If you're lucky enough to be designing a new kitchen or renovating an old one, it's worth spending time thinking about the pantry.
Your needs will vary depending on your location and lifestyle. If you live in the central city with ready access to farmers' markets and food shops, you can stock small amounts often, so you might not need a lot of storage. If you entertain a lot you'll need a different pantry set-up to someone who eats out all the time. And with kids you are often baking.
For me, living by the lake about 12 minutes' drive from town, my pantry is like a little shop - I like having everything I might want close at hand so I can easily transform whatever seasonal vegetables are in the garden into a multitude of different flavourways. It makes it so easy to get creative.
I aim to arrange condiments by ethnic family - keeping all the Asian sauces, spices and herbs in one area, Mexican in another, Indian in another and Mediterranean in another. This makes it easy to cook in "flavour families" without having to shuffle through everything to find what I want.
In another drawer or on another shelf I'll have sweet baking spices, even though there will be crossovers with some versatile spices, such as cinnamon quills and cloves, which work in both sweet and savoury dishes.
I try to avoid storing anything in plastic. I transfer pulses, grains, rice and flours from their packets into big glass jars to keep them fresh, so I can see see if they need restocking, and also because they look good on the shelf. I use masking tape and a marker to label the jars, or tear off a little of the label and pop it in the jar. If I'm keeping jars and bottles in drawers, I label the tops instead, to make it easier to find what I'm looking for.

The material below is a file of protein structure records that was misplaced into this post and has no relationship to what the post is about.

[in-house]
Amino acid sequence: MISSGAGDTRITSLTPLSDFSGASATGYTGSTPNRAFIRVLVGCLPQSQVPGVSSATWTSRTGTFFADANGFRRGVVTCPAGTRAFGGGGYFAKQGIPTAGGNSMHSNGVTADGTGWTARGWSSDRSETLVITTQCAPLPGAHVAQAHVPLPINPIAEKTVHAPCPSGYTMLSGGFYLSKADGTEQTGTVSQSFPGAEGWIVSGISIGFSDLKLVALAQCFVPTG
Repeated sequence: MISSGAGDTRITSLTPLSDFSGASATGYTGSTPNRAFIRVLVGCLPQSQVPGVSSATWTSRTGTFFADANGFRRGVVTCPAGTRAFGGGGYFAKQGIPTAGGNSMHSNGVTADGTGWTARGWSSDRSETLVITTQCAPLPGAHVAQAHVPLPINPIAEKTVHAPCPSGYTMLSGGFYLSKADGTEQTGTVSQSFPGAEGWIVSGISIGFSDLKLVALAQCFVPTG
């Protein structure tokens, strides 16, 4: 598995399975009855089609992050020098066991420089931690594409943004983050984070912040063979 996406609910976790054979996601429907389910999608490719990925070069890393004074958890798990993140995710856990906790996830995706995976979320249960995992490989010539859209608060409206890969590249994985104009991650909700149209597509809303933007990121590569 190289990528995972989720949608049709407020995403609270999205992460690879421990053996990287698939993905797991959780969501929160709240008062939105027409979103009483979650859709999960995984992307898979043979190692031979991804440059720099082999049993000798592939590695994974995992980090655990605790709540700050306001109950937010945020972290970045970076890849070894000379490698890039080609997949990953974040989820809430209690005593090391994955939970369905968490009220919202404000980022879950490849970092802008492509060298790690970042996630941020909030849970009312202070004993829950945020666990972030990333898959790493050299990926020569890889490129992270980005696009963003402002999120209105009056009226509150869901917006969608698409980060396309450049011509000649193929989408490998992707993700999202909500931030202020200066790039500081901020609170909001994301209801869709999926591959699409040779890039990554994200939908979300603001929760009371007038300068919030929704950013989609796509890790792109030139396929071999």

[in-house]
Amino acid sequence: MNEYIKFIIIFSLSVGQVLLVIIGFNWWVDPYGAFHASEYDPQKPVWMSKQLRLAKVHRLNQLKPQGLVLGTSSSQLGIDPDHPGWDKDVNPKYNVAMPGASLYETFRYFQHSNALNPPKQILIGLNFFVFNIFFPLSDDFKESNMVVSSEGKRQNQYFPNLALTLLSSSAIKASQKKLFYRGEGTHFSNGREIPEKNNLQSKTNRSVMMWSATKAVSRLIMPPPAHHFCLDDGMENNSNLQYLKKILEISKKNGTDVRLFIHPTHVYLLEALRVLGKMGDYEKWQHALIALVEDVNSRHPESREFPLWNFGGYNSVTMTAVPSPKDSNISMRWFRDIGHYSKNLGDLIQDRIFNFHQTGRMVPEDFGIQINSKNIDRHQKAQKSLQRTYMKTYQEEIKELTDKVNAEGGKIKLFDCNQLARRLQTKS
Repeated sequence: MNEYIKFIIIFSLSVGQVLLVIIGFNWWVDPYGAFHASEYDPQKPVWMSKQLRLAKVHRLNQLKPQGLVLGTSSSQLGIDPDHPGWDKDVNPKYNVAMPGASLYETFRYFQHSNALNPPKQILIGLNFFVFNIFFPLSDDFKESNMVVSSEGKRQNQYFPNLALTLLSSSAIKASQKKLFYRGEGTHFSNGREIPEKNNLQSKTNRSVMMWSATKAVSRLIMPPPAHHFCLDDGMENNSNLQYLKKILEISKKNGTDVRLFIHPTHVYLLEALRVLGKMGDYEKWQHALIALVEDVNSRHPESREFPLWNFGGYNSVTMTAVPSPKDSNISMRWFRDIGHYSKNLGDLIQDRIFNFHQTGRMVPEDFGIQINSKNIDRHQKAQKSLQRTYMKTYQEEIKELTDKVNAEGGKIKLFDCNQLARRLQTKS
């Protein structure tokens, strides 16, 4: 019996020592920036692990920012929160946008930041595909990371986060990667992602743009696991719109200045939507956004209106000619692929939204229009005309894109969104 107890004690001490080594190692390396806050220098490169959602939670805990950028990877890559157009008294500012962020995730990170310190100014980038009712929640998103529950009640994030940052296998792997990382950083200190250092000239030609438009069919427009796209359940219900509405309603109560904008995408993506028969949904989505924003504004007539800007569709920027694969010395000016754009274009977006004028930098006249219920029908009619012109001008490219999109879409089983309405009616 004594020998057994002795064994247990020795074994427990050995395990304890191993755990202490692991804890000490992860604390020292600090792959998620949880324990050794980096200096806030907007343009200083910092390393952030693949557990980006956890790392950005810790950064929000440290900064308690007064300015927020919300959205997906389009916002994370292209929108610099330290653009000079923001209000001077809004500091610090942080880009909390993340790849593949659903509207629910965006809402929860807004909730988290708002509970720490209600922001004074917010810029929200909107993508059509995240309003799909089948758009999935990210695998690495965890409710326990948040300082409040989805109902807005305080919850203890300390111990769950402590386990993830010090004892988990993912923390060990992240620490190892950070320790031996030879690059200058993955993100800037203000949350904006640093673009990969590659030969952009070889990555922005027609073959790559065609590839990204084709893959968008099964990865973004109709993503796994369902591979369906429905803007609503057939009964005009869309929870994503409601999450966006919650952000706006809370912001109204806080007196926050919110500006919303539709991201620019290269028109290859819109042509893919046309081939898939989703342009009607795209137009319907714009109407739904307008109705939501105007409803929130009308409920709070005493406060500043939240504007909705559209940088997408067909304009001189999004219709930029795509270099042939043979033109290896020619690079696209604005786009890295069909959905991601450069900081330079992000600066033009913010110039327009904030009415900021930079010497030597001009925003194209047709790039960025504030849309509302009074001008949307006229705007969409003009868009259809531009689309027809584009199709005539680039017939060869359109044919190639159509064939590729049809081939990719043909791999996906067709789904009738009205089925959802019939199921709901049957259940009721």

While I don't tend to use much canned food, flavour boosters like tuna, anchovies and tomatoes (paste, passata and whole) are always useful, as are cans of chickpeas, lentils and beans for when I don't have time to start from scratch, soaking and cooking.
All my bulk-stored garden harvests like whole pumpkins, potatoes, onions and garlic keep best in a cool, dark environment, and because they take up lots of room I keep them outside in the shed and bring them in as needed. Nuts keep well in the shell but because of their high fat content they go rancid quickly once cracked, so unshelled nuts are best kept in the fridge or freezer.
In the freezer I keep frozen peas and corn, as well as small portions of bacon and quick-to-thaw protein such as chicken, steak and salmon fillets ready to pull out for a speedy dinner. I keep bread in the freezer too, as it keeps it fresh and leftovers can be made into crostini, garlic bread or breadcrumbs when I have time. Pita breads and wraps are another freezer staple - handy to pop into the toaster or use as emergency pizza bases or for a quick quaesadilla. Stock is another must-have basic - I freeze home-made stocks in batches and have a few tetrapacks on hand in the pantry in case I run out.
With my kitchen stocked in this way, it's easy to pull together delicious meals in minutes. Here I share some of my favourite storecupboard recipes.
Spiced Chickpeas and Halloumi
Serves 2-3 as a meal or 4-6 as a side
Tbsp neutral oil
2 cloves garlic, crushed
2 tsp ground cumin
½ tsp chilli flakes
½ tsp fennel seeds (optional)
400g chickpeas, rinsed and drained
200g halloumi or firm paneer, cut into 1-2cm chunks
1 Tbsp tomato paste
1 tsp brown sugar
400g can cherry tomatoes in juice
Salt and ground black pepper, to taste